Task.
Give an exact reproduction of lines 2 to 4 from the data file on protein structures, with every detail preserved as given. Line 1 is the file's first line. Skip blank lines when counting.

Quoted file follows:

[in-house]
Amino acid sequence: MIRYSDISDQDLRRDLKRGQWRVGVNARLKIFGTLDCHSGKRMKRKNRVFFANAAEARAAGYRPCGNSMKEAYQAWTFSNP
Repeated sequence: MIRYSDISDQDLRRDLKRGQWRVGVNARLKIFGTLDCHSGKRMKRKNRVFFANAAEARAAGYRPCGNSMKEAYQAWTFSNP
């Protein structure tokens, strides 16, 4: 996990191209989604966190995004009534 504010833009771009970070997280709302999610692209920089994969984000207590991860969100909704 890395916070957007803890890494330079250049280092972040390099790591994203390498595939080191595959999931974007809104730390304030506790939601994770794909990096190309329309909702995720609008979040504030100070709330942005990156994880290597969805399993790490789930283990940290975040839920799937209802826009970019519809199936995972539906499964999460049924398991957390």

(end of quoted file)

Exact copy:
Amino acid sequence: MIRYSDISDQDLRRDLKRGQWRVGVNARLKIFGTLDCHSGKRMKRKNRVFFANAAEARAAGYRPCGNSMKEAYQAWTFSNP
Repeated sequence: MIRYSDISDQDLRRDLKRGQWRVGVNARLKIFGTLDCHSGKRMKRKNRVFFANAAEARAAGYRPCGNSMKEAYQAWTFSNP
């Protein structure tokens, strides 16, 4: 996990191209989604966190995004009534 504010833009771009970070997280709302999610692209920089994969984000207590991860969100909704 890395916070957007803890890494330079250049280092972040390099790591994203390498595939080191595959999931974007809104730390304030506790939601994770794909990096190309329309909702995720609008979040504030100070709330942005990156994880290597969805399993790490789930283990940290975040839920799937209802826009970019519809199936995972539906499964999460049924398991957390």